Water in my oil

oil
mercedes-benz
e-class
radiators

#1

i purchased a 1989 260e mercedes benz for a very low price because there was oil in the water …what are the chances it the block and not the heads


#2

Pull the head(s) and hope. If you are lucky it will be a cracked head or a bad head gasket. It is very hard to tell a cracked block without tearing down the motor for visual inspection.


#3

How long has the car been sitting, and how much water is in the oil?

Maybe, if you’re REALLY lucky, it’s just condensation.


#4

You could pressure test the cooling system and pray that it’s condensation as mcparadise mentions.
Pulling the spark plugs and examining them may reveal something if a head gasket breach is suspected.

If the engine has been running with coolant/water diluted engine oil then the engine is likely on its last legs. Diluted oil will wash out bearings and crank journals, cam lobes and valve train parts, score cylinder walls, etc.


#5

If you gt it for a very low price because of the water in oil issue, the previous owner knew something was seriously wrong. Good luck but I would have passed on this 21 year old car.


#6

your title says there’s water in the oil, and your message says there’s oil in the water. This is important: Which is it? And when you say water, do you mean radiator fluid, or do you mean actual water? That’s also important.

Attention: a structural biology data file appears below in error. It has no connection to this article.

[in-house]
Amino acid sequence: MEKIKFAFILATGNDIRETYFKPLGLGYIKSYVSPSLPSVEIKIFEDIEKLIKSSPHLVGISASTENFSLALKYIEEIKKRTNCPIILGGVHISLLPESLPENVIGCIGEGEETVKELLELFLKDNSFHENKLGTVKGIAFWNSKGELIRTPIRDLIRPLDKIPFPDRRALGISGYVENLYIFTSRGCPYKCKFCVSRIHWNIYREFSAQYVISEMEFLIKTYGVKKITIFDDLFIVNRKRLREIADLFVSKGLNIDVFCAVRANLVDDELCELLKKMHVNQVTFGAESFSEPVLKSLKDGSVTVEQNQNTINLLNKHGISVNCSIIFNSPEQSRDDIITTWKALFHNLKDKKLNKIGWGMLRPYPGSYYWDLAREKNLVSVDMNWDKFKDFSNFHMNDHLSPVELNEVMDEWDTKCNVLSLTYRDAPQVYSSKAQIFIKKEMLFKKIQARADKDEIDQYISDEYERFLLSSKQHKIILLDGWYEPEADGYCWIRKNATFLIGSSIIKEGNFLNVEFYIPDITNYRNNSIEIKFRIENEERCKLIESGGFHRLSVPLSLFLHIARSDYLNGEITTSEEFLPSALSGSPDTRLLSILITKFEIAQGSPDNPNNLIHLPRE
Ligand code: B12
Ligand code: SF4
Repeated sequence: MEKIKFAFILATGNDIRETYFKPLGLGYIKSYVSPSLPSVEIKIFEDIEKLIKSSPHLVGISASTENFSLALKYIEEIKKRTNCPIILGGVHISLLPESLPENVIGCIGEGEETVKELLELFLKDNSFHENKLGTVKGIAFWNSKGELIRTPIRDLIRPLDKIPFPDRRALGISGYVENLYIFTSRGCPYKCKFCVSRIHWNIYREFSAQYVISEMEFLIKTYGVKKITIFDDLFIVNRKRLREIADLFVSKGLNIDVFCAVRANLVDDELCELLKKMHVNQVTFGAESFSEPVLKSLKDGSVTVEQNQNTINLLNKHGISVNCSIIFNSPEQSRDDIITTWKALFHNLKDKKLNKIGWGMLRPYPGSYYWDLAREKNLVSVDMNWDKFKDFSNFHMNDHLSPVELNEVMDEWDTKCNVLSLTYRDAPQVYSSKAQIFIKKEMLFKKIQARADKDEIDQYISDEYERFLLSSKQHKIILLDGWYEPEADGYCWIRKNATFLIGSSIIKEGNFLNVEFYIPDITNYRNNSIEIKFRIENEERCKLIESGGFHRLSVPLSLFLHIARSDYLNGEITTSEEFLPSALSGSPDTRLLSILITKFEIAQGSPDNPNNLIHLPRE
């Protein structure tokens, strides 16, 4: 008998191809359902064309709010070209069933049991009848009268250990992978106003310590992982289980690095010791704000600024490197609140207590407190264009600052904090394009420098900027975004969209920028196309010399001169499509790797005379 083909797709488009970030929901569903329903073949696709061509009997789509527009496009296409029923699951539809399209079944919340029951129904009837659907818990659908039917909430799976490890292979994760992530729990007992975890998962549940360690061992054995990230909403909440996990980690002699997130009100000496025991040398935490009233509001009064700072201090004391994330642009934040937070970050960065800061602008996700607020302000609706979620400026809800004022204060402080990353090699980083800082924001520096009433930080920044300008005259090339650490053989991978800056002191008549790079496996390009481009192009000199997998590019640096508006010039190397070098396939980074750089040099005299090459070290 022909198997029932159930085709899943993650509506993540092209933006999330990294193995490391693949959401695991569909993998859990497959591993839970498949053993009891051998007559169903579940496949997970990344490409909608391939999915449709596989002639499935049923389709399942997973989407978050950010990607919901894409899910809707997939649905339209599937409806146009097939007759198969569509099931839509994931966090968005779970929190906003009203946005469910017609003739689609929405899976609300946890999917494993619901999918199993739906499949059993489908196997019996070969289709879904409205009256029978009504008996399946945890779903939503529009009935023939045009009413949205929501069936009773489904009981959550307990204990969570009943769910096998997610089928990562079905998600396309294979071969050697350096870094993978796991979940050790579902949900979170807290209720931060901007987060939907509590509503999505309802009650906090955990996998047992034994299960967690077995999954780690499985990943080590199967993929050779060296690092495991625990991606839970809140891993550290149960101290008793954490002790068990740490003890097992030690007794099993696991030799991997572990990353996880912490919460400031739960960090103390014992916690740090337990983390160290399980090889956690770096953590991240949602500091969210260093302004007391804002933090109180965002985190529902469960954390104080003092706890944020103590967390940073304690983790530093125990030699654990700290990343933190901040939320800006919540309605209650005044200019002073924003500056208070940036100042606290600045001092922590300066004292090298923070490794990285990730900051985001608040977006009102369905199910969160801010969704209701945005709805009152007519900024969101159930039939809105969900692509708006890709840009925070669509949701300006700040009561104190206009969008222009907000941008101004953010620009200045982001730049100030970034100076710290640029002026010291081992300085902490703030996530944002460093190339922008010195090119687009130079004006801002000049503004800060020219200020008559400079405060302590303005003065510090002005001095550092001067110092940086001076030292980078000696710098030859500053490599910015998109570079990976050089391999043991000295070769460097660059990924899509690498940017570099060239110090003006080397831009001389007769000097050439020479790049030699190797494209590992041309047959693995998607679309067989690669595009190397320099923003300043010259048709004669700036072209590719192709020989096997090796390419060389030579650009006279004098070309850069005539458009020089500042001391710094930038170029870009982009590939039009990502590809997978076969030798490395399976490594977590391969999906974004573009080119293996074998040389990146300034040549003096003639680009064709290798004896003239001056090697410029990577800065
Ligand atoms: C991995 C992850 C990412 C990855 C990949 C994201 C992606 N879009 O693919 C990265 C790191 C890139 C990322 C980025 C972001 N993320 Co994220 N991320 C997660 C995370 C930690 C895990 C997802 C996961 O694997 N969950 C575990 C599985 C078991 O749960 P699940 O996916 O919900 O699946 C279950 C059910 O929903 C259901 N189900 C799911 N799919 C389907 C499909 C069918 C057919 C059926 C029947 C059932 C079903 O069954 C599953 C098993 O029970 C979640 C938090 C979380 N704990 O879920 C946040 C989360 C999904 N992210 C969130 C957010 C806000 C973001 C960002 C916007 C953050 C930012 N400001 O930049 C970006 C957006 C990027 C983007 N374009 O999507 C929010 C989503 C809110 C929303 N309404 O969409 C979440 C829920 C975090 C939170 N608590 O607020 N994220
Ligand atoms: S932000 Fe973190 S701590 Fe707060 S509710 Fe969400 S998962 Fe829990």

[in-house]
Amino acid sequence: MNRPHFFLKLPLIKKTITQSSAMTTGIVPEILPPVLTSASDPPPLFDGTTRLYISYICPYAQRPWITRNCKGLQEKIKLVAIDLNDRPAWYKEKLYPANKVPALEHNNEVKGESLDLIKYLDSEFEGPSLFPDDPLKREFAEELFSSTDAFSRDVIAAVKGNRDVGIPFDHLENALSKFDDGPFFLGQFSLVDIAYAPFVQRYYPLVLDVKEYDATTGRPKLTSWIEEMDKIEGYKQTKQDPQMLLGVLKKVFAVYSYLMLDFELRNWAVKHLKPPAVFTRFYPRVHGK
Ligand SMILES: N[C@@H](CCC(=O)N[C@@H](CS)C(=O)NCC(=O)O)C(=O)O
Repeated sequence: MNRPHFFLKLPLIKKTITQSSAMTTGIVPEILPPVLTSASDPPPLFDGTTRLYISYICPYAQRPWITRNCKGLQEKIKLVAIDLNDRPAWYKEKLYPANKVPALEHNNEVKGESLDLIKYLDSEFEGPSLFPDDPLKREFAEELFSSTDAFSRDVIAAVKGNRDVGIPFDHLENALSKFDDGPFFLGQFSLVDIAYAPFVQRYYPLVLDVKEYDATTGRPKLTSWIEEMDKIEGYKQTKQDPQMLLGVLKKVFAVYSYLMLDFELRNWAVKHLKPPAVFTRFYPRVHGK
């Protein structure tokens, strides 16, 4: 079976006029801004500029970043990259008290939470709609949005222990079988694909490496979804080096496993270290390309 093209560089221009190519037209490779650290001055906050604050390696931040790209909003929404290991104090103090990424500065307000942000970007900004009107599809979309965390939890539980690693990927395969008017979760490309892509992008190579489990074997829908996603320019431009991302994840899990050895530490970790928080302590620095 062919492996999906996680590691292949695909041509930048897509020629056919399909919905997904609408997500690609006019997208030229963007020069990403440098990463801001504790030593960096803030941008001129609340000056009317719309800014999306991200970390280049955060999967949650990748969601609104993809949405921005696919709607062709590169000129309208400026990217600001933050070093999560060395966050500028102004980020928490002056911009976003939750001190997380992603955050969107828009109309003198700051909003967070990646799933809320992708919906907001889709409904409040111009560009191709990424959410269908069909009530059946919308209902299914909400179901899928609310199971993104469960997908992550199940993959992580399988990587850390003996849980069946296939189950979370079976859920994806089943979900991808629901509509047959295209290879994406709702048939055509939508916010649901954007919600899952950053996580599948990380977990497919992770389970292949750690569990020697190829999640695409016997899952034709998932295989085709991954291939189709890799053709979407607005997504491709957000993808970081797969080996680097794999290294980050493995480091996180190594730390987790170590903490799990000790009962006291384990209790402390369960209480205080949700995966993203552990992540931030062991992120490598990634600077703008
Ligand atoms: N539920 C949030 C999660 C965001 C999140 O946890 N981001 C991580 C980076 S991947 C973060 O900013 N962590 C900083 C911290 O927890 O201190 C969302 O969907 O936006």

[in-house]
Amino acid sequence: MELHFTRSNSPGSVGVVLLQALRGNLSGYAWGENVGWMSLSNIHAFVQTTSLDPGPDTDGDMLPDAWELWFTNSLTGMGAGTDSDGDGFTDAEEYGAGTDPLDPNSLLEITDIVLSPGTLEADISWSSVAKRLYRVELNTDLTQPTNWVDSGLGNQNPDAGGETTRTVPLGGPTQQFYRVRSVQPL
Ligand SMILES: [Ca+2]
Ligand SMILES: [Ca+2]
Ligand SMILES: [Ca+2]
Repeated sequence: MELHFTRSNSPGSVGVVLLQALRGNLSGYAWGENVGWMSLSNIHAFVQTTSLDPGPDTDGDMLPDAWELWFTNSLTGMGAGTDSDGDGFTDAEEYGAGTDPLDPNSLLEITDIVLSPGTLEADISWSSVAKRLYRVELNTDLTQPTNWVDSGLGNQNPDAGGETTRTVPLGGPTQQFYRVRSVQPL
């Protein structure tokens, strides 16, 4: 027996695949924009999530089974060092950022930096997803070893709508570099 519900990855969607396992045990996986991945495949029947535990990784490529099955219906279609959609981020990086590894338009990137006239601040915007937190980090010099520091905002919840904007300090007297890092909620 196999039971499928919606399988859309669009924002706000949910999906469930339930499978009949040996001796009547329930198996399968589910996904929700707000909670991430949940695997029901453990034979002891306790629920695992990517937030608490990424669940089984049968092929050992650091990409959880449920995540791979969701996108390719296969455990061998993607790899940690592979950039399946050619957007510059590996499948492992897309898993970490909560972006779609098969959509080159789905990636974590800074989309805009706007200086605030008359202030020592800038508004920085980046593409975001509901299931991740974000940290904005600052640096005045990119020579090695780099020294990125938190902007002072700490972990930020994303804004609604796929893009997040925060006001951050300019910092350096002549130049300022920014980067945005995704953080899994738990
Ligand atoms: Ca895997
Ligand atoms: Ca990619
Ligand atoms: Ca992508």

I suspect you have a blown head gasket. If there’s water in the oil, you should not drive it until it’s fixed. Have it towed to the mechanic’s. If there’s oil in the water, drive it straight to the mechanic’s and have it fixed, but at least you save the cost of a tow.

Pull out your wallet. This is going to be expensive.


#7

You’ve said nothing about the car’s history or overall condition. You’ll want to confirm this via pulling the heads or a simple pressure leakdown test, but it sounds like you’re in for a very expensive repair. I’d be hesitant to embark on this project without checking out the rest of the vehicle thoroughly. If you were to spend a lot of money getting the engine repaired or replaced and then discovered you had another serious systems problem like a bad tranny or brake system, you could discover that even your very low price was too high.

My recommendation would be to be sure you know what you’re getting into with the car as a whole before shoveling money into the engine problem.